Studies have shown that, across the pay grades, women who weigh less are paid more for the same work and have a better chance of promotion than those who are heavier.

‘Fat’ is subjective and socially situated, and it’s the slur most commonly directed at any girl or women who asserts herself, whether physically or politically. Even the most stereotypically thin and beautiful woman will find herself dismissed as unattractive if what comes out of her mouth happens to threaten male privilege, which is why feminists of all stripes continue to be labelled ‘fat and ugly’.


6. There is nothing wrong with quotas

Across the board, it is women and people of colour who are accused of using their race and gender to get ahead. Let me break it down for you: Winston Churchill used his race and gender to get ahead. Franklin D. Roosevelt used his race and gender to get ahead.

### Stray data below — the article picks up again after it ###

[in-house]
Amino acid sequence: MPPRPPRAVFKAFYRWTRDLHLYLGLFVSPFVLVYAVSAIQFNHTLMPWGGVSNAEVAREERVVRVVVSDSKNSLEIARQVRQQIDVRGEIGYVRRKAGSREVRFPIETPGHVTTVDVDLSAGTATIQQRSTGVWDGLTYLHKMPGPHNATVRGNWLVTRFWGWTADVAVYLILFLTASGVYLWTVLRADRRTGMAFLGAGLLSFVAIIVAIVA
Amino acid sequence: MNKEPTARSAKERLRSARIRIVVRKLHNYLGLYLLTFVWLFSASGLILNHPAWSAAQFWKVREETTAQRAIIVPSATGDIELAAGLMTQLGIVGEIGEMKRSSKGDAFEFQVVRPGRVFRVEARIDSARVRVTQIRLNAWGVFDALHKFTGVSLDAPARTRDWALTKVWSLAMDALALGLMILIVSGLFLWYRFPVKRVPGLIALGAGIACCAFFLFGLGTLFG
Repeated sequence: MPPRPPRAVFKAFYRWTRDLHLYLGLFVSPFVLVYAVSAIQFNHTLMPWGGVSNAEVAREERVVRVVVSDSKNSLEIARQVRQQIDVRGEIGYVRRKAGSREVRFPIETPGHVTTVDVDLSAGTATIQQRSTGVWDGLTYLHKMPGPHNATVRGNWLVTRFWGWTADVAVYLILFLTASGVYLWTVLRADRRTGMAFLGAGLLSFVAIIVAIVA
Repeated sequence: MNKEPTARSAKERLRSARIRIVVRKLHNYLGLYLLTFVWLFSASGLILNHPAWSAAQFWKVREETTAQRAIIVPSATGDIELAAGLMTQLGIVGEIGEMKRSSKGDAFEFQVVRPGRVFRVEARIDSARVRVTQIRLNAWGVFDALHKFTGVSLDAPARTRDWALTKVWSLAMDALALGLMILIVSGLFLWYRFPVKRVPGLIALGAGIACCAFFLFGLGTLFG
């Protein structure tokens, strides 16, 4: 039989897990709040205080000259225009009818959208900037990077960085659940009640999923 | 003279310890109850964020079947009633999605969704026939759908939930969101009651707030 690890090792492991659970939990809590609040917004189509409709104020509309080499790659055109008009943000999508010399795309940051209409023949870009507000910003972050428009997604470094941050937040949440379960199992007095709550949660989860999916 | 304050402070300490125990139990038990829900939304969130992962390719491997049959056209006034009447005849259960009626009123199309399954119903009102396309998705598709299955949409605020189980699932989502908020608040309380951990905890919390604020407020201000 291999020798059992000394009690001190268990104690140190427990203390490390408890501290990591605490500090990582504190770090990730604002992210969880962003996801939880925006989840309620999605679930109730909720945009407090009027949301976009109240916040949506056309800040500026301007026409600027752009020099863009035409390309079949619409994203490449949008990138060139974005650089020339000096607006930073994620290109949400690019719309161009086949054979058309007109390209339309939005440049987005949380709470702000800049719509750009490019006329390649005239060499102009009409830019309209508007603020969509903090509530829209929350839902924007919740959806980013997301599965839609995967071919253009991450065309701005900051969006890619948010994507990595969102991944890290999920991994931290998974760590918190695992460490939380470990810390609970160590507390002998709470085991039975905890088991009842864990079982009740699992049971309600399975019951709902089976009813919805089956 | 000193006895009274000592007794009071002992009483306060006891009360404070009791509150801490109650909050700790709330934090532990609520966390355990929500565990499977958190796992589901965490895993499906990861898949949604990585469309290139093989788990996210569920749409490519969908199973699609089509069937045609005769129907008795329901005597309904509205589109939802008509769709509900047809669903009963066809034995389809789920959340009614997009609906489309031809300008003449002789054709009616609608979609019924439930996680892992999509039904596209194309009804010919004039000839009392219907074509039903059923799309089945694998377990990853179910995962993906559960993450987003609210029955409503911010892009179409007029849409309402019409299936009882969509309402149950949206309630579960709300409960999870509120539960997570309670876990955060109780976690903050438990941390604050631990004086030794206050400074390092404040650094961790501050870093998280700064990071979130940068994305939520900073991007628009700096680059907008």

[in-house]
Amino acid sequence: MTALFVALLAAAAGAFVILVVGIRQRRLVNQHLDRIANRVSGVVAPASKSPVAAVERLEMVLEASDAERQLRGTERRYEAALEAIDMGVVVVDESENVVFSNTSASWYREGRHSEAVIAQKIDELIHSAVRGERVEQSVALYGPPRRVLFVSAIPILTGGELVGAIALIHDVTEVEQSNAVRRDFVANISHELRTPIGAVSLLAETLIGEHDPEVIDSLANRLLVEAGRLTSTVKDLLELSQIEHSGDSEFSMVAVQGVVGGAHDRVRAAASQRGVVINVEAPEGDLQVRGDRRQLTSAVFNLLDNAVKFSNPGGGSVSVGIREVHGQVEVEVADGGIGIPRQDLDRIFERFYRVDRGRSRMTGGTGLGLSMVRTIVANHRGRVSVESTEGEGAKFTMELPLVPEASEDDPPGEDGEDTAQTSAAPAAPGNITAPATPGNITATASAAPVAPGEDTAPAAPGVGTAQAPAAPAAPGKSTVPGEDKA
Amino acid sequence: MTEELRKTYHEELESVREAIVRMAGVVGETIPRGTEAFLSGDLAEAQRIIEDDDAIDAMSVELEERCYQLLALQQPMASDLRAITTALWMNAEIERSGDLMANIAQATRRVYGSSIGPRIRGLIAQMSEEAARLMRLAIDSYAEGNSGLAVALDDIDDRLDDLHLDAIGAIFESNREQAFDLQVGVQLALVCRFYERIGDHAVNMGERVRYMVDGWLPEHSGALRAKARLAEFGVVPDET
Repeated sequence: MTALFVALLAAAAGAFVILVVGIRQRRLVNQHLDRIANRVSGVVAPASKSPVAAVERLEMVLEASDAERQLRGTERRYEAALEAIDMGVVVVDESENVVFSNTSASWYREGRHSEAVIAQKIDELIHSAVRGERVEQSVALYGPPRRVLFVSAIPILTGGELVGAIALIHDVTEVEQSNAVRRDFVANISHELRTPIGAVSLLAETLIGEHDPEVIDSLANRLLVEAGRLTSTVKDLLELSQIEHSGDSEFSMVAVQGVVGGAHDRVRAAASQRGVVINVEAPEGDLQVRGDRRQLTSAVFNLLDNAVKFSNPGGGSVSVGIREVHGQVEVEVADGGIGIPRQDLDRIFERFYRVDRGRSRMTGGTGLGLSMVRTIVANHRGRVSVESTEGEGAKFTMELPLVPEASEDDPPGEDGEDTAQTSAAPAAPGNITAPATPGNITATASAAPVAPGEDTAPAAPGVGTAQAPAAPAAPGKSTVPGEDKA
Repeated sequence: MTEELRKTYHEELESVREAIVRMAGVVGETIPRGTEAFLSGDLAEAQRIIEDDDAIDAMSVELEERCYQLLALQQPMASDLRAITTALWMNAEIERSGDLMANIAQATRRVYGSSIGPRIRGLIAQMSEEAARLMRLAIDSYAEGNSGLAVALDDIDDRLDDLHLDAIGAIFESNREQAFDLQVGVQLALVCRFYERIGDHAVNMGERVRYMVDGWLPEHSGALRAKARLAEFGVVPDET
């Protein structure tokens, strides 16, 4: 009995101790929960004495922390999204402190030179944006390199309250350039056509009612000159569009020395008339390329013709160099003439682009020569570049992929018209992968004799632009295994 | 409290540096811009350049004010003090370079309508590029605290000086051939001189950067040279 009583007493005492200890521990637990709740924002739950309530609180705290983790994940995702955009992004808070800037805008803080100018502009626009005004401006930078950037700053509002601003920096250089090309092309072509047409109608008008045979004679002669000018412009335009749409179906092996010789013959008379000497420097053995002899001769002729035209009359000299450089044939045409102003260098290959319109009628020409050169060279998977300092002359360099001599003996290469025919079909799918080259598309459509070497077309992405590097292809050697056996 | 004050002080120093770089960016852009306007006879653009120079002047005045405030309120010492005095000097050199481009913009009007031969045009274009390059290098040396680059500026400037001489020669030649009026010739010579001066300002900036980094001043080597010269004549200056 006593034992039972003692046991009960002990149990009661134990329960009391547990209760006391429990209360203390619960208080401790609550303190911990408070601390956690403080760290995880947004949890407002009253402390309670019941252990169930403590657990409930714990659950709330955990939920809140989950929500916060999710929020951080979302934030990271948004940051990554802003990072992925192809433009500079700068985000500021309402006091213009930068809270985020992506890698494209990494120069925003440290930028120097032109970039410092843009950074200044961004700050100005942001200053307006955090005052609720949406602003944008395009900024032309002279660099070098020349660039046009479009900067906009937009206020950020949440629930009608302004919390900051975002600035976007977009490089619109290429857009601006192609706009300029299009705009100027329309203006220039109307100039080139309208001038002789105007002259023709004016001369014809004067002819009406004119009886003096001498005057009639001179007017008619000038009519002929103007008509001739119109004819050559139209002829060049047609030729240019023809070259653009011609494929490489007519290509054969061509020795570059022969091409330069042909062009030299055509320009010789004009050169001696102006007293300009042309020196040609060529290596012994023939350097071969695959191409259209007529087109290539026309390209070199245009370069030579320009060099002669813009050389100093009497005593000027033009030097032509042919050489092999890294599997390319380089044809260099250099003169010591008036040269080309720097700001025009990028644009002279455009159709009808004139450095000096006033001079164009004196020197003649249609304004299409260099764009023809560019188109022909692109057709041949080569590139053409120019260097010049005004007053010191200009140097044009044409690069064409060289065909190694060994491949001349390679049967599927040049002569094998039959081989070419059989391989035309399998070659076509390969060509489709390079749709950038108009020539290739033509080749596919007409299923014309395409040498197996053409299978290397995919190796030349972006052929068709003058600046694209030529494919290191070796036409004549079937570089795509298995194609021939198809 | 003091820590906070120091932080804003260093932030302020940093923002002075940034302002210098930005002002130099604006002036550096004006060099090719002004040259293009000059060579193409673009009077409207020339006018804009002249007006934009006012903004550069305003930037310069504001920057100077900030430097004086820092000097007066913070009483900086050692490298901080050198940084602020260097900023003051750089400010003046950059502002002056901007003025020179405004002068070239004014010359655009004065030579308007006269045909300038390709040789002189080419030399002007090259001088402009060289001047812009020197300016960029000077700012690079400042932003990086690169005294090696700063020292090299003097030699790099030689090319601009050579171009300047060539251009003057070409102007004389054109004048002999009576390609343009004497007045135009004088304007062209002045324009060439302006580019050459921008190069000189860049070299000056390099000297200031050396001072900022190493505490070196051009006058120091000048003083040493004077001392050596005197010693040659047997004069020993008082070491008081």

If you think that a truly meritocratic society would not be one in which men and women were equally represented, from politics to pop culture, what you’re saying is that men are fundamentally better than women.

7. Language is really important (and is not ‘PC gone mad’)

‘Cissexual’… is a term coined in recent yeas to refer to people who are not transsexual. The response is instant and vicious: ‘we’re not cissexual, we’re normal – we don’t want to be associated with you freaks!’. Funnily enough, that’s just the kind of pissing and whining that a lot of straight people came out with when the term ‘heterosexual’ first began to be used as an antonym of ‘homosexual’. Don’t call us ‘heterosexuals’, they said – we’re normal, and you don’t belong.